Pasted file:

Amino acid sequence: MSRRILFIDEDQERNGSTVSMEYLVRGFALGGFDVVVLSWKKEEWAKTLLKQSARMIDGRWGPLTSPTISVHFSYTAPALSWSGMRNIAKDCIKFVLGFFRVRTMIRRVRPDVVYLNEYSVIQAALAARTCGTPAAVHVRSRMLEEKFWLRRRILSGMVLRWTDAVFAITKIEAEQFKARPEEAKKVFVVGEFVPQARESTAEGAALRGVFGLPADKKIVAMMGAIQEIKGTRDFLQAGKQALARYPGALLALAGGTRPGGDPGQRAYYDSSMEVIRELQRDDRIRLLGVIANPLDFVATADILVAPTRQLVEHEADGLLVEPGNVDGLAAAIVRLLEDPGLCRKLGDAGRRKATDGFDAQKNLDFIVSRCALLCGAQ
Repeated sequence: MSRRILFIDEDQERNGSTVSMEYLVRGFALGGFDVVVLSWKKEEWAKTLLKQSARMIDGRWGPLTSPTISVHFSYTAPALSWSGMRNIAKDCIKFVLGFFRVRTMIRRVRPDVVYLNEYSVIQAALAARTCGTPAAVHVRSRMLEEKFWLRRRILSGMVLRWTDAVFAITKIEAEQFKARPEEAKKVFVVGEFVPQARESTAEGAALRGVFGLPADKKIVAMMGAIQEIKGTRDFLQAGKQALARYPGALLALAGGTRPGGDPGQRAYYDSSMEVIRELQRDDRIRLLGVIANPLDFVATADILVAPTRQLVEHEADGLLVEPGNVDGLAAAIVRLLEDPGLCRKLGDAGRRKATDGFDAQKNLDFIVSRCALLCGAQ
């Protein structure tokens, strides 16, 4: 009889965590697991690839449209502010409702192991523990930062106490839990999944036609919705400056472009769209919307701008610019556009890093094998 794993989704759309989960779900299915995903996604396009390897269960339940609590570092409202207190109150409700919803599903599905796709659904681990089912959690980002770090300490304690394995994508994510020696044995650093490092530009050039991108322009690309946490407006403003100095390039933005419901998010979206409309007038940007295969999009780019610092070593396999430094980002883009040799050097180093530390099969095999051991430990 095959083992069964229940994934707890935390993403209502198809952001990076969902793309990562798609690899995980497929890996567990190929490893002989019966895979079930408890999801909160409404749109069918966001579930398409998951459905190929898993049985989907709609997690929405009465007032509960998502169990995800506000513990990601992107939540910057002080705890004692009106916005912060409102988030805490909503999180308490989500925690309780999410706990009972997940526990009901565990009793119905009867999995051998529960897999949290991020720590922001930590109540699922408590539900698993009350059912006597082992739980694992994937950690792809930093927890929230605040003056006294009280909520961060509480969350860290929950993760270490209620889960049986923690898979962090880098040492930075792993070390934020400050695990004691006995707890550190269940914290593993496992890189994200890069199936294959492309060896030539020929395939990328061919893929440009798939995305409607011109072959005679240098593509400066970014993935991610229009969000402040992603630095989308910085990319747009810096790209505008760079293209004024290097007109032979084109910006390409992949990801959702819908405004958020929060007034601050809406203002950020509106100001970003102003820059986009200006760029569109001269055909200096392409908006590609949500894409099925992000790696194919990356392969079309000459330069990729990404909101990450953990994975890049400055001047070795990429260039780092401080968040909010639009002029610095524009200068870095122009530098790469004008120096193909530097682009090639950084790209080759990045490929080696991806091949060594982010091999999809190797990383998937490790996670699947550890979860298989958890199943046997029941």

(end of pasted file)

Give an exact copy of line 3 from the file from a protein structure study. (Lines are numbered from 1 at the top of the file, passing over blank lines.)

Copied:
């Protein structure tokens, strides 16, 4: 009889965590697991690839449209502010409702192991523990930062106490839990999944036609919705400056472009769209919307701008610019556009890093094998 794993989704759309989960779900299915995903996604396009390897269960339940609590570092409202207190109150409700919803599903599905796709659904681990089912959690980002770090300490304690394995994508994510020696044995650093490092530009050039991108322009690309946490407006403003100095390039933005419901998010979206409309007038940007295969999009780019610092070593396999430094980002883009040799050097180093530390099969095999051991430990 095959083992069964229940994934707890935390993403209502198809952001990076969902793309990562798609690899995980497929890996567990190929490893002989019966895979079930408890999801909160409404749109069918966001579930398409998951459905190929898993049985989907709609997690929405009465007032509960998502169990995800506000513990990601992107939540910057002080705890004692009106916005912060409102988030805490909503999180308490989500925690309780999410706990009972997940526990009901565990009793119905009867999995051998529960897999949290991020720590922001930590109540699922408590539900698993009350059912006597082992739980694992994937950690792809930093927890929230605040003056006294009280909520961060509480969350860290929950993760270490209620889960049986923690898979962090880098040492930075792993070390934020400050695990004691006995707890550190269940914290593993496992890189994200890069199936294959492309060896030539020929395939990328061919893929440009798939995305409607011109072959005679240098593509400066970014993935991610229009969000402040992603630095989308910085990319747009810096790209505008760079293209004024290097007109032979084109910006390409992949990801959702819908405004958020929060007034601050809406203002950020509106100001970003102003820059986009200006760029569109001269055909200096392409908006590609949500894409099925992000790696194919990356392969079309000459330069990729990404909101990450953990994975890049400055001047070795990429260039780092401080968040909010639009002029610095524009200068870095122009530098790469004008120096193909530097682009090639950084790209080759990045490929080696991806091949060594982010091999999809190797990383998937490790996670699947550890979860298989958890199943046997029941």